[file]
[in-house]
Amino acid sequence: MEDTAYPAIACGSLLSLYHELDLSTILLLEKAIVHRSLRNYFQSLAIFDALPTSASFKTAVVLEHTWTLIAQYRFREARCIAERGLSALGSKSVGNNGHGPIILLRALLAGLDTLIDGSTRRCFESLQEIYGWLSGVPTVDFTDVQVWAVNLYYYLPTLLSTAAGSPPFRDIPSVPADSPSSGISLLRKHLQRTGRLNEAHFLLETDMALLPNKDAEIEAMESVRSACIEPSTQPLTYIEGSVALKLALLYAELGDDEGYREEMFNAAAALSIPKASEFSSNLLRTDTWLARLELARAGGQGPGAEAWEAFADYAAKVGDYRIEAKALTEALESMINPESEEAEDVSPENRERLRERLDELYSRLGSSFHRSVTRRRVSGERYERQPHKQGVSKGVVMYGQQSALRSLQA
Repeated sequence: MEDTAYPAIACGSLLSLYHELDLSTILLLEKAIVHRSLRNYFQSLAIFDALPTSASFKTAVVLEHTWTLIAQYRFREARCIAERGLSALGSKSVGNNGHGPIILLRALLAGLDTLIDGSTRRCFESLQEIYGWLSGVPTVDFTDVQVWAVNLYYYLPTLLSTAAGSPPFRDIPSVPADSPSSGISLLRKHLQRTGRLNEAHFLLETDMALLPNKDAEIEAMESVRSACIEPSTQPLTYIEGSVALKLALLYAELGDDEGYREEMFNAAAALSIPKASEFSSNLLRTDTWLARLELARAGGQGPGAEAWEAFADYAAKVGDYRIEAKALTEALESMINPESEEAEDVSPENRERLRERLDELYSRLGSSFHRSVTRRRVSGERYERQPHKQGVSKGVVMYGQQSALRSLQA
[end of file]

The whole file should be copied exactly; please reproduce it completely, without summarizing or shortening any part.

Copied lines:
[in-house]
Amino acid sequence: MEDTAYPAIACGSLLSLYHELDLSTILLLEKAIVHRSLRNYFQSLAIFDALPTSASFKTAVVLEHTWTLIAQYRFREARCIAERGLSALGSKSVGNNGHGPIILLRALLAGLDTLIDGSTRRCFESLQEIYGWLSGVPTVDFTDVQVWAVNLYYYLPTLLSTAAGSPPFRDIPSVPADSPSSGISLLRKHLQRTGRLNEAHFLLETDMALLPNKDAEIEAMESVRSACIEPSTQPLTYIEGSVALKLALLYAELGDDEGYREEMFNAAAALSIPKASEFSSNLLRTDTWLARLELARAGGQGPGAEAWEAFADYAAKVGDYRIEAKALTEALESMINPESEEAEDVSPENRERLRERLDELYSRLGSSFHRSVTRRRVSGERYERQPHKQGVSKGVVMYGQQSALRSLQA
Repeated sequence: MEDTAYPAIACGSLLSLYHELDLSTILLLEKAIVHRSLRNYFQSLAIFDALPTSASFKTAVVLEHTWTLIAQYRFREARCIAERGLSALGSKSVGNNGHGPIILLRALLAGLDTLIDGSTRRCFESLQEIYGWLSGVPTVDFTDVQVWAVNLYYYLPTLLSTAAGSPPFRDIPSVPADSPSSGISLLRKHLQRTGRLNEAHFLLETDMALLPNKDAEIEAMESVRSACIEPSTQPLTYIEGSVALKLALLYAELGDDEGYREEMFNAAAALSIPKASEFSSNLLRTDTWLARLELARAGGQGPGAEAWEAFADYAAKVGDYRIEAKALTEALESMINPESEEAEDVSPENRERLRERLDELYSRLGSSFHRSVTRRRVSGERYERQPHKQGVSKGVVMYGQQSALRSLQA